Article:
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Sextuplets

Skkrrrrrrrpppppt. Skkkkrrrrrrrppppppptt. Ssskkkkkkrrrrrrrrrrpppppppppptttt.

That’s the sound of Netflix scraping the bottom of the barrel. When they’re borrowing the very worst ideas from the 1990s, you know we’ve hit peak terrible. Insert: Marlon Wayans. Not to shit on Marlon Wayans exactly, but has anyone wondered what he’s been up to? No. Has anyone been clamoring to bring this dude back? Certainly not. But ever since Tyler Perry retired Medea, there’s been a hole left in cinema, a hole that perhaps should have been filled in quickly and never again spoken of, but Netflix has instead decided to jump right into it without consulting anyone. Marlon Wayans, aka, the poor man’s Tyler Perry, didn’t need to be asked twice.

And that’s how you get a movie like Sextuplets, a movie that makes you wish for Adam Sandler’s quality programming. It’s just Marlon Wayans playing 6 roles, each one nastier and more cliched than the last.

Alan (Wayans) is expecting a baby with his wife. She comes from a good family who are concerned that he brings little to the table, “generationally” since he grew up in the foster system. It seems a weird thing to get uppity about, an indefensible thing, but the whole movie hinges on Alan really taking it to heart, so he does. And even though his wife is 8.75 months pregnant, he goes off on a road trip to find his birth mother.

And you might want to sit down for this, but *spoiler alert* he instead finds 5 siblings. And each sibling is just Marlon Wayans doing an uncomfortable caricature. Lots of fat suits involved, which are of course cringe-worthy, but even when he runs out of fat suits (male AND female), he only gets more offensive. So brace yourself. And even though his White Chicks self must have been yearning for a little white face, the closest he gets is with a “ninger” and you know I am NOT going to define that for you, but I will let your wildest imagination scold him for even thinking it up. Ugh.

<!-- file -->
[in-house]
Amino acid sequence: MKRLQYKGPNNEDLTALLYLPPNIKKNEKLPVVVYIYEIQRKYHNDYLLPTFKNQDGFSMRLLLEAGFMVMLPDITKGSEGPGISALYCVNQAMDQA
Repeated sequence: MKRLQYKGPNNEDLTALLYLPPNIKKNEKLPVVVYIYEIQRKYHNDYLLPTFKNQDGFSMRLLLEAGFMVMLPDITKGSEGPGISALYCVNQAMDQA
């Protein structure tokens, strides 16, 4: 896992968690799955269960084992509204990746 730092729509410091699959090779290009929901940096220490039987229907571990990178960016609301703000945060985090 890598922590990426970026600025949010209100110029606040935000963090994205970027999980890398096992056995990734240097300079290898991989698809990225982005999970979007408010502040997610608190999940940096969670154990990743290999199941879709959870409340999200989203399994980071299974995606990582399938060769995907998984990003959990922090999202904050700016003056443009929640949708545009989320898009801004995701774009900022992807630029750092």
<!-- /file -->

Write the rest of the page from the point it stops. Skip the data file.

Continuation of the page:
Sextuplets is like a black hole of laughter. I was mad less than 90 seconds in, and he hadn’t donned a single derogatory costume yet. His performances get more and more wild as he desperately searches for a laugh but the truth is, all he hits are sour notes. It’s ugly.

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Otherhood

Three mothers, originally friends because their sons were friends, have stayed in each other’s lives even after their sons have all moved away. We meet them at a mother’s day brunch they’ve thrown themselves because their lousy sons always forget (if any one of them had a daughter, or even a daughter-in-law, this movie wouldn’t exist; daughters are not allowed to forget). Not content to just sit around bitching and whining about their lives, they decide to inflict their neuroses on their grown sons, uninvited. So they pack themselves into the world’s most hostile road trip and storm New York City to make their problems someone else’s.

You likely know a mother or two just like this, and if it’s your own mother, well, god bless you. This kind of mother wants it both ways: she decides she MUST become a mother because her life is incomplete, but then she spends her kid’s life telling him or her that it was a completely selfless act that requires a well of gratitude whose depth cannot be measured as it is bottomless and unending and nothing will ever be enough. And when the child is grown, the mother is lost and without purpose because motherhood was everything and now she is nothing. And improbably, all three female characters in this film are suffering from this affliction.

Personally, I know tonnes of mothers who have managed to maintain a balance between forging a career, having their own life, nurturing friendships, and being better mothers because of it. I don’t imagine that’s easy, but it’s life, and the last time I checked, motherhood IS optional. But these women are acting like life is over because their grown sons don’t immediately reply to their inane and constant texting.